Monday, January 5, 2009

Your Life in a Snapshot: Writing the Memoir

mem⋅oir –noun
1. a record of events written by a person having intimate knowledge of them and based on personal observation.
2. Usually,
a. an account of one's personal life and experiences; autobiography.
b. the published record of the proceedings of a group or organization, as of a learned society.
3. a biography or biographical sketch.

ad⋅o⋅les⋅cence –noun
1. the transitional period between puberty and adulthood in human development, extending mainly over the teen years and terminating legally when the age of maturity is reached; youth.
2. the process or state of growing to maturity.
3. a period or stage of development, as of a society, preceding maturity.


Throughout the course of the first semester, we have discussed the importance of memory in writing. It is a function that allows us to make meaning of our experiences, which essentially define who we become not only as writers, but specifically as story-tellers. Even in the context of formal essay or academic writing, there is a story to share.

Eudora Welty's memoir, One Writer's Beginnings, reads like a series of photographic snapshots. This makes sense, considering she was a photographer at one point in her life. Indeed her memoir is a composite whole of many parts, bits and pieces of her life taken together to form a seamless autobiography.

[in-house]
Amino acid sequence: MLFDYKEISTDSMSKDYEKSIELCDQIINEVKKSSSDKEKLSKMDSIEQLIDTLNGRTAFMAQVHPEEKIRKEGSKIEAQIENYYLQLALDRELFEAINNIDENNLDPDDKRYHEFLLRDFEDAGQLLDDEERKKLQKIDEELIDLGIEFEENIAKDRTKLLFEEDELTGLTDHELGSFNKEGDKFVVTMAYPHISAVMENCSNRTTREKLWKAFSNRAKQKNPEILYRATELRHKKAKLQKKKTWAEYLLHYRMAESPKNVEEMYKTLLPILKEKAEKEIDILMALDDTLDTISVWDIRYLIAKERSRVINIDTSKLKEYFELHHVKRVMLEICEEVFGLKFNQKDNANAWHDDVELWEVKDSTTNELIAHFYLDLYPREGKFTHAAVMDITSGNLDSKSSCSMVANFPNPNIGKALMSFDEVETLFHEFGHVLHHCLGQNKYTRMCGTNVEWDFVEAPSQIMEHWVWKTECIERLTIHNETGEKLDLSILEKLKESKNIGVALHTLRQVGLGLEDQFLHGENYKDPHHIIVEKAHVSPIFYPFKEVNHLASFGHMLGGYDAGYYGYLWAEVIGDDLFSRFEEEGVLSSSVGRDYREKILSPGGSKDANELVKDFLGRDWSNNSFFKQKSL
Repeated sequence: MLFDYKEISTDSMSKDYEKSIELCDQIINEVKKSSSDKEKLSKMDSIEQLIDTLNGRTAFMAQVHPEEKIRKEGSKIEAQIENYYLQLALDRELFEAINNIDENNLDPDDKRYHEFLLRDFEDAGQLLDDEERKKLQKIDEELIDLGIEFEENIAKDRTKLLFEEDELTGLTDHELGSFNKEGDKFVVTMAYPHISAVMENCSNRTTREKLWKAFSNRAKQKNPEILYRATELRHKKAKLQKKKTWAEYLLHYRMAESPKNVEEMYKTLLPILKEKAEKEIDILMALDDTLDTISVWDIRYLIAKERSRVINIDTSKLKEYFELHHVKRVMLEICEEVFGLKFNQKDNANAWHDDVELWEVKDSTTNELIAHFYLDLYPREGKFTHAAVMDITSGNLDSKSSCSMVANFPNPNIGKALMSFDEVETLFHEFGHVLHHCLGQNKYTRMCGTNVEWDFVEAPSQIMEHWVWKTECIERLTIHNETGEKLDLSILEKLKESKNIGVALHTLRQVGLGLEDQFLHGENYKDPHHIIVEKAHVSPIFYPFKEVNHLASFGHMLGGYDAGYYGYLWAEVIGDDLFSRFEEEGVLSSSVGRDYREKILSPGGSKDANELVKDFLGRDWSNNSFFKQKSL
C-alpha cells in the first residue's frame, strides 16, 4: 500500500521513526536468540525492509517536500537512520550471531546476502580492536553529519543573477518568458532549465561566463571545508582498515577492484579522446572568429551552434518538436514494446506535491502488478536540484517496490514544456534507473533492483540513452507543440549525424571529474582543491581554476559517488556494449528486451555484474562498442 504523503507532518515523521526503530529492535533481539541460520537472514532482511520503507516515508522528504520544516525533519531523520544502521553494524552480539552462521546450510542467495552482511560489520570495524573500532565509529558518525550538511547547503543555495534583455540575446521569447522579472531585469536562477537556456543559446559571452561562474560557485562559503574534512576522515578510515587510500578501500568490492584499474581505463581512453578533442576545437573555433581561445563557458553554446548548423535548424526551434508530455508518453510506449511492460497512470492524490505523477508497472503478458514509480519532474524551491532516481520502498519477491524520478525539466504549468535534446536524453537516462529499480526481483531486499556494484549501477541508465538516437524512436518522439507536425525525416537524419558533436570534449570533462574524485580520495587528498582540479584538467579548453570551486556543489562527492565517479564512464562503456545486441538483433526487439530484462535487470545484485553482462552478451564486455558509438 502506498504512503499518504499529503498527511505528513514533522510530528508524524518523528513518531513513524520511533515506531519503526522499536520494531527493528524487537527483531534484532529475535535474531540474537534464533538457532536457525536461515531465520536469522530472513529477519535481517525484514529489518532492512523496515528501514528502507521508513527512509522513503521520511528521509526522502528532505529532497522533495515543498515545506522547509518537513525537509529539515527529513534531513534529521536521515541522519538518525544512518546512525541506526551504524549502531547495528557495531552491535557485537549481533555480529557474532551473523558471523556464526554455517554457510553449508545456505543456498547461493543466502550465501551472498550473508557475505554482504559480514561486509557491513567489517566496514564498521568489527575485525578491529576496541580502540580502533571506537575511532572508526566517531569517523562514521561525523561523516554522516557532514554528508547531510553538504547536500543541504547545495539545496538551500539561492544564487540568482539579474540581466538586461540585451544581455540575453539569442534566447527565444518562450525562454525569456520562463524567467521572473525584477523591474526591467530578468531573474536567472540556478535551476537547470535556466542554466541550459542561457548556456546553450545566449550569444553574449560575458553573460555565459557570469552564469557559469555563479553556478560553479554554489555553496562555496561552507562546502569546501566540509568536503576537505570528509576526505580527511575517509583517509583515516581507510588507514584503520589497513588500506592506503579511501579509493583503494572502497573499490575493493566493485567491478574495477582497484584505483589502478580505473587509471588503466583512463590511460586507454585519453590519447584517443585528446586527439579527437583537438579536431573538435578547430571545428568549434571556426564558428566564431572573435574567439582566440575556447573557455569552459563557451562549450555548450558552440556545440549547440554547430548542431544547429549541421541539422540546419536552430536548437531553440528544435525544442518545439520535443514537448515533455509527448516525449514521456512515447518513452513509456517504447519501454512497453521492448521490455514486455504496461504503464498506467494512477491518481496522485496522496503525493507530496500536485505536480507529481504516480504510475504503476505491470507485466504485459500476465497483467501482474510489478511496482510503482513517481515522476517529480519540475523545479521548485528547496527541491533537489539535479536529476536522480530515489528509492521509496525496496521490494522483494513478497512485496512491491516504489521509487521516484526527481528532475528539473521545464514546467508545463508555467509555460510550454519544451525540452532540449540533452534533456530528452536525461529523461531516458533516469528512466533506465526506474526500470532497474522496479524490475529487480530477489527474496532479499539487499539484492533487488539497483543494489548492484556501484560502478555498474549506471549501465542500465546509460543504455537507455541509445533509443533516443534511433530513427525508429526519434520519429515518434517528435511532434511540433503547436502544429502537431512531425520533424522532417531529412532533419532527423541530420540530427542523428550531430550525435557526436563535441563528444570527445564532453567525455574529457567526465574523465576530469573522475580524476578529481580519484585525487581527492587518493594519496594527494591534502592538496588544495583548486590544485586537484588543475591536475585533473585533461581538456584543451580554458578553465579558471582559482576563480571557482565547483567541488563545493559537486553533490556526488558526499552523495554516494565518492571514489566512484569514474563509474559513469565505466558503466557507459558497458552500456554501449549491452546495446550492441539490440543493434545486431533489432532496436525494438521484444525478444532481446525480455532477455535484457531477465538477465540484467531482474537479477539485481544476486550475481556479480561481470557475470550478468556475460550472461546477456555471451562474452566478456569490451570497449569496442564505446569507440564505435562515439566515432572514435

Taking a tip from Welty and a professor I had in grad school, Dr. Richard Wertime,for a course on the adolescent experience in American and British literature, I would like you to write a brief memoir--a minimum of three pages / maximum of five--in which you capture a decisive or transformative adolescent experience that "you" have had. The experience can be a positive or a negative one, or some mixture of both--there's no limit on how extreme the experience you depict might be.

This effort should be:
a. written in first-person singular voice
b. drawn from your own personal experience
c. as realistic and true to the way the event happened as humanly possible

Please give me a typed hard copy in the following format:
12 pt. Georgia font
Double Spaced
1" margins all around
Header (aligned right) with last name and page number

Please format your front page with the proper heading:
Your Name
My Name
Eng 165 / Writing the Essay
Date Due

Please include a creative title, centered directly below your header

The assignment is due in my mailbox on Thursday, January 15, 2009. No exceptions for late submissions. You will receive a zero.

This assignment will be out of 100 pts. I will use the typical rubric, which includes a total of 20 pts. for each area of critique: Meaning, Development, Organization, Language, Mechanics.

Any questions, please feel free to axe.

Brother Robert K. Peach, FSC

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